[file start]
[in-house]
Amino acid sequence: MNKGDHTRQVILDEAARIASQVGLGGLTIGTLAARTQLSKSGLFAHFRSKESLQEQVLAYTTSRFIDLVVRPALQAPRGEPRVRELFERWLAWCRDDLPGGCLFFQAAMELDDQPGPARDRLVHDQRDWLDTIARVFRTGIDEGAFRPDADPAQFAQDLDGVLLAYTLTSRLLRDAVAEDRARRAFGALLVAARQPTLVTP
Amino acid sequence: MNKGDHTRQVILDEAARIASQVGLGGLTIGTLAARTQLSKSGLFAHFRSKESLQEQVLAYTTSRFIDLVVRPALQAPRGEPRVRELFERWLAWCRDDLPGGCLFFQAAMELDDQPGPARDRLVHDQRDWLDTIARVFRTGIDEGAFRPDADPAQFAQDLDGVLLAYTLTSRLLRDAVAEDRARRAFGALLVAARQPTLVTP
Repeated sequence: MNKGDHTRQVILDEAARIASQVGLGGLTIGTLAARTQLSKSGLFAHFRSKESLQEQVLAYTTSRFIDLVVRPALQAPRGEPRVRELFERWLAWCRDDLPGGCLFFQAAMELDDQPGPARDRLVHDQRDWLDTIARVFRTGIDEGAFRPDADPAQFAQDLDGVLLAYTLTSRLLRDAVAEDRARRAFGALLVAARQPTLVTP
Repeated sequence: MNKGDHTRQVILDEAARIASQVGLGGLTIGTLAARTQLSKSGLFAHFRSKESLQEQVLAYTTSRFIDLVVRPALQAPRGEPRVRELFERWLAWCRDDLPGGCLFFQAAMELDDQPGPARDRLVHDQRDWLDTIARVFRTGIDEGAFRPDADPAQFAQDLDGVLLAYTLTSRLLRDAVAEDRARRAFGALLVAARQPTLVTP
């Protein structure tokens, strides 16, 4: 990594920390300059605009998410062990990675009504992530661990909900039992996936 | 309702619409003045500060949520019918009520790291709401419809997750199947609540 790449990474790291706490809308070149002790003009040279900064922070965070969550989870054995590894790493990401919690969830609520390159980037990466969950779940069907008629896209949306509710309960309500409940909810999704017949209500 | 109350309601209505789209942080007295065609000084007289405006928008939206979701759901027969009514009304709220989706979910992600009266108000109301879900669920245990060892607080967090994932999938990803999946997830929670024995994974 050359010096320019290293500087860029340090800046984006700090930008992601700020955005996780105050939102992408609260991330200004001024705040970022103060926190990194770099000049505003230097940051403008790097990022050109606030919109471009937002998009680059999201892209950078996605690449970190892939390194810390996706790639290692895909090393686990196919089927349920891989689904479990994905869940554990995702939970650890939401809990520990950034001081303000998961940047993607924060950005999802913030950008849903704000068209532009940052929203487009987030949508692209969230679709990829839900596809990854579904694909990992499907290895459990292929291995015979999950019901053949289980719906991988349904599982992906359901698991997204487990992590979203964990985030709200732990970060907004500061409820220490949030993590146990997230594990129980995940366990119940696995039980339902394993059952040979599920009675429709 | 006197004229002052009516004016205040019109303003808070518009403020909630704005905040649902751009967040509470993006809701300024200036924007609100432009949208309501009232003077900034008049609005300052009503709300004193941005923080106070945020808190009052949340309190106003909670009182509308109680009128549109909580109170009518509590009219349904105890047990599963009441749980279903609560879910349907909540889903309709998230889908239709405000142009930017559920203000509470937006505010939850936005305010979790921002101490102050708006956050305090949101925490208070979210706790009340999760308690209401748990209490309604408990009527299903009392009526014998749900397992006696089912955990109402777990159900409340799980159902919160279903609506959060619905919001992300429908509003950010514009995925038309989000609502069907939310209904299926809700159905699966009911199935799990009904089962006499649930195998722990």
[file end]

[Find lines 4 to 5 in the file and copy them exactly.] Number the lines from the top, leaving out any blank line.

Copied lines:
Repeated sequence: MNKGDHTRQVILDEAARIASQVGLGGLTIGTLAARTQLSKSGLFAHFRSKESLQEQVLAYTTSRFIDLVVRPALQAPRGEPRVRELFERWLAWCRDDLPGGCLFFQAAMELDDQPGPARDRLVHDQRDWLDTIARVFRTGIDEGAFRPDADPAQFAQDLDGVLLAYTLTSRLLRDAVAEDRARRAFGALLVAARQPTLVTP
Repeated sequence: MNKGDHTRQVILDEAARIASQVGLGGLTIGTLAARTQLSKSGLFAHFRSKESLQEQVLAYTTSRFIDLVVRPALQAPRGEPRVRELFERWLAWCRDDLPGGCLFFQAAMELDDQPGPARDRLVHDQRDWLDTIARVFRTGIDEGAFRPDADPAQFAQDLDGVLLAYTLTSRLLRDAVAEDRARRAFGALLVAARQPTLVTP